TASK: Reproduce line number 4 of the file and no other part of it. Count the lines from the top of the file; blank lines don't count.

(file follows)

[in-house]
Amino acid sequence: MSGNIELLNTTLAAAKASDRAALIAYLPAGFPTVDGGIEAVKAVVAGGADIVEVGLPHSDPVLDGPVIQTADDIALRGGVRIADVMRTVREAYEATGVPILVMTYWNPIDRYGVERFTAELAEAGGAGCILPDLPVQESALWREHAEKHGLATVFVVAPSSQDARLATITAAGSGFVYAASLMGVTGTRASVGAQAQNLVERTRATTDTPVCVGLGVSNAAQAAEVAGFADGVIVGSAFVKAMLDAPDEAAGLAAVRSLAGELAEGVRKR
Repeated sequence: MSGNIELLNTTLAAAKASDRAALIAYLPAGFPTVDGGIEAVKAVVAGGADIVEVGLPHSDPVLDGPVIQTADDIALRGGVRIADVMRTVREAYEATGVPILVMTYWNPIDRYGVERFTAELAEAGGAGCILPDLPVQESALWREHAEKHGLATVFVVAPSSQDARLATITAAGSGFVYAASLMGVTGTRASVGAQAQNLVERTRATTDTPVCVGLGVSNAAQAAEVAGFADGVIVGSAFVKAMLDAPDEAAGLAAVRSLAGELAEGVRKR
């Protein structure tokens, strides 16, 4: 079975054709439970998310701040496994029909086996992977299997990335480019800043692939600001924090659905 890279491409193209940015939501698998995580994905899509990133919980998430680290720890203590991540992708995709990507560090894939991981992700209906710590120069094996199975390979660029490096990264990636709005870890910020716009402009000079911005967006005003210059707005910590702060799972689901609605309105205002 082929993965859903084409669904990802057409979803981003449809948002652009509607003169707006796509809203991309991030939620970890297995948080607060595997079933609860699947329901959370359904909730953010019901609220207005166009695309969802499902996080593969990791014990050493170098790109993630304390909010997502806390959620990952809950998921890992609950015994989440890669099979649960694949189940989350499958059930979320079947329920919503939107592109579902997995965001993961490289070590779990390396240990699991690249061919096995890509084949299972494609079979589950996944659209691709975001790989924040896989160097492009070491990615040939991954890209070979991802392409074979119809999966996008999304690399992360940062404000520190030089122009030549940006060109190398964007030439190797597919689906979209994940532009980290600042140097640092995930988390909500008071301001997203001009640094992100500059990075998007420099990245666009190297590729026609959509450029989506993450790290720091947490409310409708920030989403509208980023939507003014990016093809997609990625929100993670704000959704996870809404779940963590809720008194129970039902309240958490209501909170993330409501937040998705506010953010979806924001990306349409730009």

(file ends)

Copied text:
């Protein structure tokens, strides 16, 4: 079975054709439970998310701040496994029909086996992977299997990335480019800043692939600001924090659905 890279491409193209940015939501698998995580994905899509990133919980998430680290720890203590991540992708995709990507560090894939991981992700209906710590120069094996199975390979660029490096990264990636709005870890910020716009402009000079911005967006005003210059707005910590702060799972689901609605309105205002 082929993965859903084409669904990802057409979803981003449809948002652009509607003169707006796509809203991309991030939620970890297995948080607060595997079933609860699947329901959370359904909730953010019901609220207005166009695309969802499902996080593969990791014990050493170098790109993630304390909010997502806390959620990952809950998921890992609950015994989440890669099979649960694949189940989350499958059930979320079947329920919503939107592109579902997995965001993961490289070590779990390396240990699991690249061919096995890509084949299972494609079979589950996944659209691709975001790989924040896989160097492009070491990615040939991954890209070979991802392409074979119809999966996008999304690399992360940062404000520190030089122009030549940006060109190398964007030439190797597919689906979209994940532009980290600042140097640092995930988390909500008071301001997203001009640094992100500059990075998007420099990245666009190297590729026609959509450029989506993450790290720091947490409310409708920030989403509208980023939507003014990016093809997609990625929100993670704000959704996870809404779940963590809720008194129970039902309240958490209501909170993330409501937040998705506010953010979806924001990306349409730009």